To facilitate this frequent washing, many detergents and skin cleansing products are provided in a liquid form, dispensed by a pump dispenser.

It is a consumer conception that washing hands with a cleanser having foaming or lathering ability increases the resulting cleanliness of the hands. This conception may be based on the consumer's recollection of the lather produced by using a cleanser in conjunction with a bristled scrubbing brush, or, that the lather easily contacts all surfaces of the hands, thus better cleansing them. In an attempt to provide the sense of cleanliness while maintaining a sense of luxury, liquid cleanser product have been created that provide a rich, foamy lather upon dispensing. The rich, foamy lather is generally a combination of the cleanser composition and the disperser used to dispense the liquid composition.

Many liquid cleansing compositions, such as handsoap or other skin cleaners, although commonly referred to as “soap”, do not meet the official definition of “soap”. “Soap”, as defined by 21 Code of Federal Regulations 701.20, has three basic requirements: the bulk of the non-volatile matter must consist of alkali salts of free fatty acids; the detergent properties must be due to the alkali-fatty acid compounds; and the product must be labeled, sold, and represented as “soap”. Excluded is the incorporation of a deliberately added ingredient for the moisturization, sanitation, or health of the skin. A common “soap” is Proctor & Gambles IVORY bar soap.

“Soap” does not equal “handsoap”, “skin cleanser”, and the like. There are many handsoaps and skin cleaners that do not meet the requirements for being called “soap”. These non-qualifying cleansers, although intended to be used as soap to cleanse body parts, are regulated by the Food and Drug Administration as a “cosmetic”. Many of these cosmetic grade so-called soaps have foam boosters to facilitate dispensing the material as a foam through foamer heads.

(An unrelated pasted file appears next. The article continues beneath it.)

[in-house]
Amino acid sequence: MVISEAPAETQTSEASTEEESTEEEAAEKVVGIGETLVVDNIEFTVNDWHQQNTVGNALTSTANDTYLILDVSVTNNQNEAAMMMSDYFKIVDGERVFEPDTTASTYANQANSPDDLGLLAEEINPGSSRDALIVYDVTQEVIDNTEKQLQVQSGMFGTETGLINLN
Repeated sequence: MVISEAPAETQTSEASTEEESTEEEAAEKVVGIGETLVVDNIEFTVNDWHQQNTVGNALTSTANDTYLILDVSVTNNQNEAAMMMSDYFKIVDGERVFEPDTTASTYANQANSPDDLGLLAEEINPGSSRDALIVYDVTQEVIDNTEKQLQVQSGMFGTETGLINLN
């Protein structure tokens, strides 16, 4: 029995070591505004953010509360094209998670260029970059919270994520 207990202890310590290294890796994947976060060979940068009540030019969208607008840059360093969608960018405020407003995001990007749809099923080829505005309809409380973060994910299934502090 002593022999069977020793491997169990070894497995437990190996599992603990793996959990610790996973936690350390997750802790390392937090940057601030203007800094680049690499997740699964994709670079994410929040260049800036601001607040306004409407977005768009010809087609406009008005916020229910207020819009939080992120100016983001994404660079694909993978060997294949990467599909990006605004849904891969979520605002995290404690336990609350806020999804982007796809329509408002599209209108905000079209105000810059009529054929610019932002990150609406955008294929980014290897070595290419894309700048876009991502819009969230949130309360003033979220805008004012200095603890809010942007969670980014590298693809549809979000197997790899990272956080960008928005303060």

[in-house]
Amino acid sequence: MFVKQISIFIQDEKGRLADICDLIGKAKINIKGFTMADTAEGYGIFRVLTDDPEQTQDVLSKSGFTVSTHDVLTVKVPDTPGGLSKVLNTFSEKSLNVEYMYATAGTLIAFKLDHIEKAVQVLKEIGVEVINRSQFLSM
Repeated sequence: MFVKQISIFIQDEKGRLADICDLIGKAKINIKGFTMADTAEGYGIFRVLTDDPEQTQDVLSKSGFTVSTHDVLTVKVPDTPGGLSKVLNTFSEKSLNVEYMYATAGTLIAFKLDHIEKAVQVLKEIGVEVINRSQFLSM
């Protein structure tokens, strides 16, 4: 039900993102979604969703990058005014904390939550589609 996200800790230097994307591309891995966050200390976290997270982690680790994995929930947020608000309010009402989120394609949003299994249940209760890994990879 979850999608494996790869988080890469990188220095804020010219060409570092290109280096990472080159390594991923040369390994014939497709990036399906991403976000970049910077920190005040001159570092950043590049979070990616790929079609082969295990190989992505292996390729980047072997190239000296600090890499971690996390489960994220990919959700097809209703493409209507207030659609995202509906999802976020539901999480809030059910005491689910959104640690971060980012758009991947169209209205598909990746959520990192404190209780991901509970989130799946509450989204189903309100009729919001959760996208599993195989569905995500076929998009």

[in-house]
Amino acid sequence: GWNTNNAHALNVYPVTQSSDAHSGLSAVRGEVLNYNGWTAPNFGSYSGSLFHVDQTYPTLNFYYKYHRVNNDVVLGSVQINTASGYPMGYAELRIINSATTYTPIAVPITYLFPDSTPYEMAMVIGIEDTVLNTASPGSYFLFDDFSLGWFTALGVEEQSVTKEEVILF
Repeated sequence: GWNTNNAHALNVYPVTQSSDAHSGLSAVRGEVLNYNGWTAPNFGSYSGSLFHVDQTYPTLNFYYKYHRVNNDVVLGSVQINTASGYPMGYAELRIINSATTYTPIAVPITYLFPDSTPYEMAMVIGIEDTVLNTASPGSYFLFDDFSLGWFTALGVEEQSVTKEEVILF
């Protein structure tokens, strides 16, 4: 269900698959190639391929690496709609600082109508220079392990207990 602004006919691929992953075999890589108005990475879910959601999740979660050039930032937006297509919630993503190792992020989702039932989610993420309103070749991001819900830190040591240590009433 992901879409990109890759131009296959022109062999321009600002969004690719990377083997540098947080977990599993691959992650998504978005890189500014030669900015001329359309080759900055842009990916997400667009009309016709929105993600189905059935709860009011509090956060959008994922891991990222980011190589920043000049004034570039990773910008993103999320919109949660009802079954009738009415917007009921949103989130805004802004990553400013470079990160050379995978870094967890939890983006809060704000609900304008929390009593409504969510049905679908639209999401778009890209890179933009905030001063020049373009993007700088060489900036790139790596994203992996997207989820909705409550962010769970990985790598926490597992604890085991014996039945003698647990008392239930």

What is desired is a liquid cleansing product that is dispensable through a foamer head and has foaming and lathering properties, but that does not fall within the definition of a cosmetic and thus regulation by the FDA; that is, the foamable product is “soap”.

SUMMARY OF THE DISCLOSURE

The present invention relates to dispensable liquid soap products that are foamable, and methods of dispensing the diluted soap as a foam. Also included are methods of diluting a concentrated soap composition to form a diluted soap composition that is dispensable and foamable.

The soap composition is one that is defined as a “soap” by 21 C.F.R. 701.20, having the bulk of the non-volatile matter being alkali salts of free fatty acids and the detergent properties of the soap due to those alkali salts, and being free of additives for the moisturization, sanitation, or health of the skin. The soap may be ready-to-dispense or may be present as a concentrate that is diluted at either the point-of-use or point-of-sale.

The invention is directed to a product comprising a soap, as defined by 21 C.F.R. 701.20, present in a liquid container including a foam dispenser head, which produces a foam or lather by mixing the soap with air. The liquid container can be a stand-alone, disposable product or be a refillable, permanent product.

In another particular embodiment, the invention is directed to a method of using a soap product, the method including providing a soap as defined by 21 C.F.R. 701.20, and dispensing the soap from a dispenser with air to create a foam. In another particular embodiment, the method includes providing a concentrated soap as defined by 21 C.F.R. 701.20, diluting the soap with water to form a diluted soap, and dispensing the diluted soap from a dispenser with air to create a foam.

Additional details regarding the methods and the compositions are provided below.